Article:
Meta, formerly Facebook, has officially rolled out what it’s calling Meta accounts and Meta Horizon Profiles. The global launch will be gradual, but both “accounts” are to be used in place of the personal social media account logins — Facebook and Instagram — once used to log in to the company’s virtual reality (VR) system.
Users, new and old, of Meta’s VR devices, will be required to sign up for a Meta account to log in and access the metaverse. The company is ditching the old way of logging on after complaints around privacy concerns arose regarding using personal social media accounts.
However, the company is still allowing users to use Facebook and Instagram accounts to create a Meta account, the company said. If a person chooses to create their Meta account via their social media accounts they’ll be connected in the Accounts Center, the central hub for connected experiences across Meta.
Although the company is encouraging users to connect via a Meta account, those using an Oculus login will be allowed to continue to log in this way until January 1, 2023.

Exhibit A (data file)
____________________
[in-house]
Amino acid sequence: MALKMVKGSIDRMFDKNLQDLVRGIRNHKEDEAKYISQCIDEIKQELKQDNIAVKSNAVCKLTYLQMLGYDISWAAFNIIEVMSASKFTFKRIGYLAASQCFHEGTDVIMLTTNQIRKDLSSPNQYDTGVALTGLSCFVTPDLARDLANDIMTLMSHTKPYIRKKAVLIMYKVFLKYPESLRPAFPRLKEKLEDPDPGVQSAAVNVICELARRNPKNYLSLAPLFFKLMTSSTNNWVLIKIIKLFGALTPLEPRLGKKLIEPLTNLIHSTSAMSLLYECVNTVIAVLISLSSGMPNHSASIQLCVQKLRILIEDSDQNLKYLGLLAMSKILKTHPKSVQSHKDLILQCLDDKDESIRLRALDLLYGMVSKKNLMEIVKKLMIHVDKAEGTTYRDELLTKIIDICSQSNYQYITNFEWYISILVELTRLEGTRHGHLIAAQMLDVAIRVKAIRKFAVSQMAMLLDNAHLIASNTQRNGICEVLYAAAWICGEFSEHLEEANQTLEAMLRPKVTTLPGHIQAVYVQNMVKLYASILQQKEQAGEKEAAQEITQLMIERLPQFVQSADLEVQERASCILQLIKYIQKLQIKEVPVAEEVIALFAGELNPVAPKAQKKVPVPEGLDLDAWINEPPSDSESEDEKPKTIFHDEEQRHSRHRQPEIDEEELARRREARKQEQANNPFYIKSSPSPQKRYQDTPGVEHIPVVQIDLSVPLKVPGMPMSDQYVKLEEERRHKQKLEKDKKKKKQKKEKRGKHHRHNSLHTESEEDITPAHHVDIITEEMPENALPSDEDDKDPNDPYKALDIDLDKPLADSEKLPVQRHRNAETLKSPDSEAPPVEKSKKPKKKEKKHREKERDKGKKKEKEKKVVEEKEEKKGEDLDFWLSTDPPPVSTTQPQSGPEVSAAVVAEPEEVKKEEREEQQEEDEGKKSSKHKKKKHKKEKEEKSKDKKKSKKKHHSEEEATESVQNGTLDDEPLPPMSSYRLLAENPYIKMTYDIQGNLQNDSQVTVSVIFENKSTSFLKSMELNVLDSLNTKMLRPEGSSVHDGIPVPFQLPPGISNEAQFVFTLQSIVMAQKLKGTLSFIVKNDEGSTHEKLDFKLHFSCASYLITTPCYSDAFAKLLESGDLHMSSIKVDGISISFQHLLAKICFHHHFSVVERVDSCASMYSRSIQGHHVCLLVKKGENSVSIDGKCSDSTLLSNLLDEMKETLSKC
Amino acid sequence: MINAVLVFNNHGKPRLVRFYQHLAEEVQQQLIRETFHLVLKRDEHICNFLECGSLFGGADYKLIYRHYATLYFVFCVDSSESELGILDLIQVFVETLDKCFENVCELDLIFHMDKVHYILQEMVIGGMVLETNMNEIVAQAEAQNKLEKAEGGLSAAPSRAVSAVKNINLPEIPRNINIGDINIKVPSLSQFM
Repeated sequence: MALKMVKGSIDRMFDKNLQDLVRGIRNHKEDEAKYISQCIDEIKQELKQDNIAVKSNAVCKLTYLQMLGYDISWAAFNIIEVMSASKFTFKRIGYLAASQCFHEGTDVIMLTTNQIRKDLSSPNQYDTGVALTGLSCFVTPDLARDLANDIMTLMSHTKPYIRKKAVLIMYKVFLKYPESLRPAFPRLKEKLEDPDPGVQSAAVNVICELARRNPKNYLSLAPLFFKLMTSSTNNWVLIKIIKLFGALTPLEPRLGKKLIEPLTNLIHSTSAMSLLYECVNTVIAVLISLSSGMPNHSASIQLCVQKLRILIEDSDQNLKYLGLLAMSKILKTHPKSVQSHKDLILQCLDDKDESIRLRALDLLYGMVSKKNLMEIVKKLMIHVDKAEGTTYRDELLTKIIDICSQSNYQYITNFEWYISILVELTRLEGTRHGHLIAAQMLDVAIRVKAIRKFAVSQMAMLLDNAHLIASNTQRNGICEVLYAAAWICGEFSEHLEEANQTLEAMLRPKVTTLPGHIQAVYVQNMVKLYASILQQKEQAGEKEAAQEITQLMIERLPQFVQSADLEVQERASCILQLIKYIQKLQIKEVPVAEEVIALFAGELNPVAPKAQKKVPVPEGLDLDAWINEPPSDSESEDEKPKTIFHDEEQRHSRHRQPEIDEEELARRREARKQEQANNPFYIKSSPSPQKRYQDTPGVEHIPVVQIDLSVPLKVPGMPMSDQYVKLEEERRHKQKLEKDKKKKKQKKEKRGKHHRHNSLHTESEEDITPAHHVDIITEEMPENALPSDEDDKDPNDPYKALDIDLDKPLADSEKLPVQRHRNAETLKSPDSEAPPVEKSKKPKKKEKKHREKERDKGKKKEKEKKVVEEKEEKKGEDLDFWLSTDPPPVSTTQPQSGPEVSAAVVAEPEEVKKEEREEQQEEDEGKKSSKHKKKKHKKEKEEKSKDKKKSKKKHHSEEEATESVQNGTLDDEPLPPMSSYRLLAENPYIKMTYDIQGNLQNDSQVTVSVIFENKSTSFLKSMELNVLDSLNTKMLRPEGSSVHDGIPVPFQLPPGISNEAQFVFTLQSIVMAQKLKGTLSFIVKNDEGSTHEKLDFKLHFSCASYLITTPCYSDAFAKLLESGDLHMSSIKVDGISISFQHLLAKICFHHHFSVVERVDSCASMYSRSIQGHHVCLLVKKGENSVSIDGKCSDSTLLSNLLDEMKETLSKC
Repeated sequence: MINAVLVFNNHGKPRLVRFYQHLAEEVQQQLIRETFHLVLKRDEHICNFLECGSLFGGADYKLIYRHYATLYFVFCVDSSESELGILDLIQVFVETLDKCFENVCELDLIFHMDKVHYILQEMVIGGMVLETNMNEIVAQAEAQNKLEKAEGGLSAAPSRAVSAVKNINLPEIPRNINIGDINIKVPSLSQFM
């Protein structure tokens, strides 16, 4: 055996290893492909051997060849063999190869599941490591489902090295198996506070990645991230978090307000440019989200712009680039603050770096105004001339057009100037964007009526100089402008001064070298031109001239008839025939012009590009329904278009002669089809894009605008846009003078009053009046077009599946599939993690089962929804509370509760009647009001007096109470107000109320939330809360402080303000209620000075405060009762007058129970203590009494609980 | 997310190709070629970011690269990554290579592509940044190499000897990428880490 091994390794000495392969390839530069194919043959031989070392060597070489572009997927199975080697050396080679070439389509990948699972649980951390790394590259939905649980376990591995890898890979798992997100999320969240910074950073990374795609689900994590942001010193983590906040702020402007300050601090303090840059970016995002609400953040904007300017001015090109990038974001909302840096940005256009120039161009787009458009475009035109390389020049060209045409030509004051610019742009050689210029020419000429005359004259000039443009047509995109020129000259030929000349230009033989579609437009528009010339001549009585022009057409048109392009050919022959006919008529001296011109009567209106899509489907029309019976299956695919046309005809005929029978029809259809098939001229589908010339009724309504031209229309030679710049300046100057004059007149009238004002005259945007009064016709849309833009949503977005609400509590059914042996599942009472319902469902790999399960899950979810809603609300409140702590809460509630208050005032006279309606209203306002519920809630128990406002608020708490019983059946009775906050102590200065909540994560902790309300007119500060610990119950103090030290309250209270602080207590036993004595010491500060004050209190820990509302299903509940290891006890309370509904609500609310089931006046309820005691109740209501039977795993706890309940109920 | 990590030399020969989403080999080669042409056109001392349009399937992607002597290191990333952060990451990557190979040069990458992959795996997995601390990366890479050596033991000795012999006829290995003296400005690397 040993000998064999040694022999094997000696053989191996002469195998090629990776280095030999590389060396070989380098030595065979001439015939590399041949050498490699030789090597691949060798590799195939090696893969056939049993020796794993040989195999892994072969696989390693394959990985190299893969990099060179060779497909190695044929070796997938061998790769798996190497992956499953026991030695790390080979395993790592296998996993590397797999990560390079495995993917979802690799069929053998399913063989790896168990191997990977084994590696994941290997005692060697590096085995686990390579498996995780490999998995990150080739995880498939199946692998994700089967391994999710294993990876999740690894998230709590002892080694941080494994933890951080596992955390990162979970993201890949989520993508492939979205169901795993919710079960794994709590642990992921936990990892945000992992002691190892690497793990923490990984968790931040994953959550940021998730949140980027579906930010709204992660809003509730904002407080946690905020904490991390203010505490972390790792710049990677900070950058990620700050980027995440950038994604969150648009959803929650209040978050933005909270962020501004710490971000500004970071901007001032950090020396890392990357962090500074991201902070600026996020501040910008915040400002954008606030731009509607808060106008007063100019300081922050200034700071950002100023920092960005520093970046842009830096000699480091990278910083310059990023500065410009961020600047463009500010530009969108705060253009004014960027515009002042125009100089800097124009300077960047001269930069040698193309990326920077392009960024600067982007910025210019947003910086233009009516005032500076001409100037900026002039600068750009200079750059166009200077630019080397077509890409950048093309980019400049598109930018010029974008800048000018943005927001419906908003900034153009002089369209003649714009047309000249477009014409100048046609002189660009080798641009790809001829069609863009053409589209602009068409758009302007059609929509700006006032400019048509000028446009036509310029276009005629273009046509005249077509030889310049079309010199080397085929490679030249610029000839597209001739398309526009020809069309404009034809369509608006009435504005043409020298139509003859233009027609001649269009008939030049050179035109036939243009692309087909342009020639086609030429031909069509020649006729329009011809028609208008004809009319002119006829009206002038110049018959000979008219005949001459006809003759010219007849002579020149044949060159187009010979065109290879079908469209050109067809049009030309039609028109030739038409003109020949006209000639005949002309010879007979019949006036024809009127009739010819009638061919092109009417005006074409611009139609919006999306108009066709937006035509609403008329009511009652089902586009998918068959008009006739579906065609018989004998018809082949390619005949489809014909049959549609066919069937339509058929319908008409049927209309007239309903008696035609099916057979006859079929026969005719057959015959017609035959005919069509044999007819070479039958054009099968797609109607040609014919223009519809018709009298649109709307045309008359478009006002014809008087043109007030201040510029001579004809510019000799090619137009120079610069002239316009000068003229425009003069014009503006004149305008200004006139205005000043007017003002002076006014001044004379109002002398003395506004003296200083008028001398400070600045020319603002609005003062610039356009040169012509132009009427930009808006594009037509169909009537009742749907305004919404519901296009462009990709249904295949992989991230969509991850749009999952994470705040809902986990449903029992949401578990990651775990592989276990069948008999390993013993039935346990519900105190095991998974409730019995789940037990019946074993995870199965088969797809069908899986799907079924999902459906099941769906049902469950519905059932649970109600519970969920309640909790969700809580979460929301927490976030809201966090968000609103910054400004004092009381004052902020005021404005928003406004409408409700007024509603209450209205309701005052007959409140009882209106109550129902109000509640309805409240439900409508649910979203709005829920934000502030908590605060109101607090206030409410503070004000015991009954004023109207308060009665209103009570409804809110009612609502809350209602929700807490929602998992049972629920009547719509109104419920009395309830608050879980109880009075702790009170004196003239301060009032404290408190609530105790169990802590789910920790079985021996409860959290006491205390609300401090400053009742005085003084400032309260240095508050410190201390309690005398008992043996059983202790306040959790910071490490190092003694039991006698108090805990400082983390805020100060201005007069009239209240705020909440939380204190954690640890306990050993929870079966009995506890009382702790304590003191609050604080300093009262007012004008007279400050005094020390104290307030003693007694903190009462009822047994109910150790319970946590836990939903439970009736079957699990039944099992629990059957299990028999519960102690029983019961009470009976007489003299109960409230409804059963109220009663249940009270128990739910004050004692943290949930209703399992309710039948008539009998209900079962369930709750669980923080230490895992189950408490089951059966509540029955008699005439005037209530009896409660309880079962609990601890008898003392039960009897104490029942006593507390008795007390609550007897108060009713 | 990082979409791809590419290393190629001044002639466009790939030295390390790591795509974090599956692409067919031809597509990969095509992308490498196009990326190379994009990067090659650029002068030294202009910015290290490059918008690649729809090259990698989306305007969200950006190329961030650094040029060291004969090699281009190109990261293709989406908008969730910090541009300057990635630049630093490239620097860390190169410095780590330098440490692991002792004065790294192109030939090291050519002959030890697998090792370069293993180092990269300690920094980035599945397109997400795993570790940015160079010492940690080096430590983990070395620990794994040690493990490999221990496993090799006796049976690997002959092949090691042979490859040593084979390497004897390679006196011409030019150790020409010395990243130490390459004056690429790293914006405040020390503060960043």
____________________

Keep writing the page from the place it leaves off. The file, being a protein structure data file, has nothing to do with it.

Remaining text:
As consumers transfer over, the company claims it will “still have access to all of your previous VR purchases and downloads.”
Though there is no need to connect Meta-run social media accounts, the company is still presenting it as an option. The company claims the connection will allow for greater experiences in the metaverse such as livestream sharing, messaging and finding followers faster.
To even begin the process of creating a Meta account one must have the latest software on the Oculus app and VR headset.
In addition to the Meta account, a “Meta Horizon Profile” will replace the once-used Oculus account. The profile will be the home for all things avatar-based and be considered the social media for the metaverse. The company once used the term “Friends” in the Metaverse but will now consider them “Followers” — giving the Horizon World platform an Instagram feel.
As privacy continues to be a pressing issue for the tech giant, Meta accounts will provide three options for users — “Open to Everyone,” “Friends and Family” and “Solo” — all of which have different implications on who can connect and see one’s account. If a user chose to skip privacy setup, they will be defaulted to “Friends and Family.” Users will also have the option to set their Horizon profile as private, which requires users to accept follow requests.
Minors ages 13 through 17 will have their accounts set to private by default.
For now, the accounts are only linked to VR-related logins, but that’s not to say Meta won’t expand this feature in the future.